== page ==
After the mural was removed from the post office in 1981, the rest of the interior was completely gutted.  Disposed were the postal clerk windows, post office boxes, writing tables, highly stylized ceiling light fixtures (they looked like miniatures of the planet Saturn), and a plaque honoring the individuals responsible for the post office’s construction.  President Franklin D. Roosevelt’s name was prominently placed near the top of this plaque. 

Although no extant photographs had surfaced showing the plaque in situ, documentation of its existence was established through a full-scale architectural rendering housed in the archives of the Silver Spring Historical Society.  Long had I wondered what became of the plaque, along with everything else that had graced the lobby. 

In 2006 I received a note in the mail from the manager of the Silver Spring Library.  A man in Western Maryland had mailed to the library a small black and white photograph.  The image showed a group of well-dressed men lined up in front of the Silver Spring Post Office.  Written on the back was, “Silver Spring Post Office / Recruiting Office in 1942." 



This was new information to me as I had not known that the draft board during WW II was located in the post office, theorizing instead that draftees went to 1927 Maryland National Guard Armory, located east of Georgia Avenue on Wayne Avenue.  The Armory, a Montgomery County-designated Master Plan for Historic Preservation structure, was demolished in 1998 for construction of a parking garage that was built five years later. 

The library manager thought that the Silver Spring Historical Society would be an appropriate home for the photograph.  Little did the manager, or I, know what other “treasures” the donor of this photograph possessed.


Enclosed with the photograph was contact information for the sender who lived in Little Orleans, Maryland.  I immediately called the gentleman, identified myself as founder and president of the Silver Spring Historical Society, and explained how the Silver Spring Library had sent me the photograph.  When the man said, “I also have a plaque if you want it,” I couldn’t believe what I had heard.  Without asking I knew exactly what plaque he was referring to.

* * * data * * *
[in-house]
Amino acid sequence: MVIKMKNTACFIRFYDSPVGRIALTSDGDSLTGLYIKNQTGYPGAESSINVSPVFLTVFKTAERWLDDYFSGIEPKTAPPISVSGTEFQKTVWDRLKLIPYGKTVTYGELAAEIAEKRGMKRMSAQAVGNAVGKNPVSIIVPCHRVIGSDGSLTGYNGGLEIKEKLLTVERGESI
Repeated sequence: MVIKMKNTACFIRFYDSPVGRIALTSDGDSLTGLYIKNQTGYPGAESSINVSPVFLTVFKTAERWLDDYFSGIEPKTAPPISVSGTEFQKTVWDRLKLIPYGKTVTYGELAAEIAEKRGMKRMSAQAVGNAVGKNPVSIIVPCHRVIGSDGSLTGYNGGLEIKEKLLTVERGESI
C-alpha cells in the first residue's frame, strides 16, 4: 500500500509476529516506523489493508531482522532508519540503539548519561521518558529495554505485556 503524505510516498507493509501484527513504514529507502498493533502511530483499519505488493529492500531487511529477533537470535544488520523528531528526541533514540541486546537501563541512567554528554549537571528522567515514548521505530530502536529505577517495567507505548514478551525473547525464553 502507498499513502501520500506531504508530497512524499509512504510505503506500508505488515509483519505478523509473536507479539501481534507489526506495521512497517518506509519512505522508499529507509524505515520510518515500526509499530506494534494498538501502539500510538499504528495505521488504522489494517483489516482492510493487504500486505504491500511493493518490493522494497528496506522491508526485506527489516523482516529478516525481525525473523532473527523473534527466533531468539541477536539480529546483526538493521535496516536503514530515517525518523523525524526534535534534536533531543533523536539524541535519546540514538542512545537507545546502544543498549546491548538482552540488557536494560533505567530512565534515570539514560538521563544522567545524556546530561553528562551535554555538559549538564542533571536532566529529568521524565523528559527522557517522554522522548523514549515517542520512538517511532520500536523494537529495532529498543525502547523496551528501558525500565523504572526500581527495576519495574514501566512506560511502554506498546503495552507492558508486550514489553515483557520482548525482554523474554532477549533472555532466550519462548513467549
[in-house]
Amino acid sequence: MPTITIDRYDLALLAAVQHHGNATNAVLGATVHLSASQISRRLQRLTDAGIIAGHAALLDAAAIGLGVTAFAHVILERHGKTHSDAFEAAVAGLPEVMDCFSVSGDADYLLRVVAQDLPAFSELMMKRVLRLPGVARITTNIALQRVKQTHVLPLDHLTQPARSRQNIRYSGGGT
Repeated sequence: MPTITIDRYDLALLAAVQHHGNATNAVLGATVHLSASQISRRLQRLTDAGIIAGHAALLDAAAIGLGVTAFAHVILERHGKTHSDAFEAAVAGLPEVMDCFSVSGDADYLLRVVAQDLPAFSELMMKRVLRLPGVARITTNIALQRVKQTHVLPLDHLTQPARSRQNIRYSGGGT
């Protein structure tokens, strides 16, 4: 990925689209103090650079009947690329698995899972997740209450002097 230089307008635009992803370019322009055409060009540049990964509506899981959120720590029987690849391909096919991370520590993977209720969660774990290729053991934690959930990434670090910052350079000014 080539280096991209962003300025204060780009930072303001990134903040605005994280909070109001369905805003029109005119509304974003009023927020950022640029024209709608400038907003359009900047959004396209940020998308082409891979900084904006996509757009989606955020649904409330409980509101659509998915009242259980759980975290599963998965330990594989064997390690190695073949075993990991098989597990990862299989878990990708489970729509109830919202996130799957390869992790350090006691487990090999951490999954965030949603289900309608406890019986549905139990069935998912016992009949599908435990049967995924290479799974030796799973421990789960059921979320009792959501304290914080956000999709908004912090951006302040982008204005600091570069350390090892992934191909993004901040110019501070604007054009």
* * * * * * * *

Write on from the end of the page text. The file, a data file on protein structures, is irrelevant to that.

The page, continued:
It turned out that the caller had worked at the Silver Spring Post Office from 1958 to 1975. Later, he had advanced to the position of postmaster of Mt. Rainier, Maryland and the plaque was given to him by a fellow post office employee who had obtained it when the Silver Spring Post Office's Georgia Avenue facility closed in 1981.  The plaque was in his shed where it had been sitting for over two decades. 



"I’ll be out this weekend,” was my response!  I knew the exact location of Little Orleans, 108 miles west of Silver Spring, as I had stopped there during a four-day C & O Canal bicycle “ride through” from Cumberland, MD to Georgetown in 2003.  My companions and I had replenished our water bottles at the landmark Bill’s Place in Little Orleans where I, of course, had no idea that the object of my desire was just up the hill and around the bend.

The plaque, fabricated of cast aluminum, weighs 17 lbs. and measures 21” x 32”.  Also donated to the SSHS a hinged 3 1/2” x 5” front door to PO Box 413 that was in the post office’s lobby.  The cast aluminum front features a proud, bas-relief eagle surrounded by radiating lines with the locking mechanism centered in a shield placed over the eagle’s breast.  I wondered whose hands had held the many keys that opened and closed this door for forty-four years and what missives did the door guard?



The Silver Spring Historical Society desires to permanently exhibit these items alongside the mural at the new Silver Spring Library.  An offer was made a couple of years ago to officials with the Montgomery County Public Library system to display the items at the new library but no acceptance was ever given.  So attention MCPL!  Display of these and many other historical artifacts located in our archives are still available and would serve as a wonderful library amenity to educate the public about Silver Spring’s fascinating heritage!